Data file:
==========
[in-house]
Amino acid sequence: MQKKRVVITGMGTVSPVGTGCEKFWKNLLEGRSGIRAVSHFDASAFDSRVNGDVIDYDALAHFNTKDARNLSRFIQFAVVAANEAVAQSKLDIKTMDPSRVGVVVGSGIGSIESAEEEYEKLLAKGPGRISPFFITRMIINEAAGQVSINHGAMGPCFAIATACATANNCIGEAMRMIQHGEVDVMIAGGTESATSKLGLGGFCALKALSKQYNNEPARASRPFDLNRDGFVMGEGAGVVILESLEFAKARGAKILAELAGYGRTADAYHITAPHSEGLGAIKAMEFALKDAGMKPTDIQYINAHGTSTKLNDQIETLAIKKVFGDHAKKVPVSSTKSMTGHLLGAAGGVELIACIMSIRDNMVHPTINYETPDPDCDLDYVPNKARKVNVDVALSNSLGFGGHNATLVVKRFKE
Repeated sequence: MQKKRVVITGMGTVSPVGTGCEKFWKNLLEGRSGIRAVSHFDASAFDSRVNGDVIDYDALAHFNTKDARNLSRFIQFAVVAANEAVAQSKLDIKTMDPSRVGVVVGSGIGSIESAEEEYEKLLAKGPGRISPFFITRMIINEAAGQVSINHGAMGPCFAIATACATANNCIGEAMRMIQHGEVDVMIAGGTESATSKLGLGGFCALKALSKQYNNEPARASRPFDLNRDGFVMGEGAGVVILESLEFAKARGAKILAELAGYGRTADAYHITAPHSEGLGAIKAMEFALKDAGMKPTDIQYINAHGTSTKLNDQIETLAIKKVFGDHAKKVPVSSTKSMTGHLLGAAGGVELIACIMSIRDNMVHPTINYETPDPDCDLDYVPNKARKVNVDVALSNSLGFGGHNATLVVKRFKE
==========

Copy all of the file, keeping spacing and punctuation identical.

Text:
[in-house]
Amino acid sequence: MQKKRVVITGMGTVSPVGTGCEKFWKNLLEGRSGIRAVSHFDASAFDSRVNGDVIDYDALAHFNTKDARNLSRFIQFAVVAANEAVAQSKLDIKTMDPSRVGVVVGSGIGSIESAEEEYEKLLAKGPGRISPFFITRMIINEAAGQVSINHGAMGPCFAIATACATANNCIGEAMRMIQHGEVDVMIAGGTESATSKLGLGGFCALKALSKQYNNEPARASRPFDLNRDGFVMGEGAGVVILESLEFAKARGAKILAELAGYGRTADAYHITAPHSEGLGAIKAMEFALKDAGMKPTDIQYINAHGTSTKLNDQIETLAIKKVFGDHAKKVPVSSTKSMTGHLLGAAGGVELIACIMSIRDNMVHPTINYETPDPDCDLDYVPNKARKVNVDVALSNSLGFGGHNATLVVKRFKE
Repeated sequence: MQKKRVVITGMGTVSPVGTGCEKFWKNLLEGRSGIRAVSHFDASAFDSRVNGDVIDYDALAHFNTKDARNLSRFIQFAVVAANEAVAQSKLDIKTMDPSRVGVVVGSGIGSIESAEEEYEKLLAKGPGRISPFFITRMIINEAAGQVSINHGAMGPCFAIATACATANNCIGEAMRMIQHGEVDVMIAGGTESATSKLGLGGFCALKALSKQYNNEPARASRPFDLNRDGFVMGEGAGVVILESLEFAKARGAKILAELAGYGRTADAYHITAPHSEGLGAIKAMEFALKDAGMKPTDIQYINAHGTSTKLNDQIETLAIKKVFGDHAKKVPVSSTKSMTGHLLGAAGGVELIACIMSIRDNMVHPTINYETPDPDCDLDYVPNKARKVNVDVALSNSLGFGGHNATLVVKRFKE